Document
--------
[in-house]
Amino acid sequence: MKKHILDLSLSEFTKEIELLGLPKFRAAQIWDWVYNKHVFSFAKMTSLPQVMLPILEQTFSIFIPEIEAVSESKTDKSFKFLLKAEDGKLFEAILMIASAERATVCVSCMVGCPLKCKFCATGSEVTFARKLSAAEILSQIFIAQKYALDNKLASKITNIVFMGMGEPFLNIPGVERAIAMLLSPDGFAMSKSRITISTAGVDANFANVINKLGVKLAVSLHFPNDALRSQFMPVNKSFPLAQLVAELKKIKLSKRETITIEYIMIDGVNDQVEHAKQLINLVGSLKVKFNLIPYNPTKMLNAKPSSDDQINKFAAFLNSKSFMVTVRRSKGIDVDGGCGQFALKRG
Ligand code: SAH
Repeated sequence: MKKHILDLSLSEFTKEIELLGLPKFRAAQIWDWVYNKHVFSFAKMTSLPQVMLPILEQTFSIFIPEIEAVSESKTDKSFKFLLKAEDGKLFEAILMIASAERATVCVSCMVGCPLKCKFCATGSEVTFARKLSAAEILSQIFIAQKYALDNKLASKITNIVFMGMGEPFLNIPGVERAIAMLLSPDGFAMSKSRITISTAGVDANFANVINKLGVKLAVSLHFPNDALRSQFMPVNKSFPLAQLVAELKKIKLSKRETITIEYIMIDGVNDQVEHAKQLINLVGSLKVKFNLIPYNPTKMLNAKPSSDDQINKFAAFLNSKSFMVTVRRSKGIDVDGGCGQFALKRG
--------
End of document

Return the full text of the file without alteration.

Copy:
[in-house]
Amino acid sequence: MKKHILDLSLSEFTKEIELLGLPKFRAAQIWDWVYNKHVFSFAKMTSLPQVMLPILEQTFSIFIPEIEAVSESKTDKSFKFLLKAEDGKLFEAILMIASAERATVCVSCMVGCPLKCKFCATGSEVTFARKLSAAEILSQIFIAQKYALDNKLASKITNIVFMGMGEPFLNIPGVERAIAMLLSPDGFAMSKSRITISTAGVDANFANVINKLGVKLAVSLHFPNDALRSQFMPVNKSFPLAQLVAELKKIKLSKRETITIEYIMIDGVNDQVEHAKQLINLVGSLKVKFNLIPYNPTKMLNAKPSSDDQINKFAAFLNSKSFMVTVRRSKGIDVDGGCGQFALKRG
Ligand code: SAH
Repeated sequence: MKKHILDLSLSEFTKEIELLGLPKFRAAQIWDWVYNKHVFSFAKMTSLPQVMLPILEQTFSIFIPEIEAVSESKTDKSFKFLLKAEDGKLFEAILMIASAERATVCVSCMVGCPLKCKFCATGSEVTFARKLSAAEILSQIFIAQKYALDNKLASKITNIVFMGMGEPFLNIPGVERAIAMLLSPDGFAMSKSRITISTAGVDANFANVINKLGVKLAVSLHFPNDALRSQFMPVNKSFPLAQLVAELKKIKLSKRETITIEYIMIDGVNDQVEHAKQLINLVGSLKVKFNLIPYNPTKMLNAKPSSDDQINKFAAFLNSKSFMVTVRRSKGIDVDGGCGQFALKRG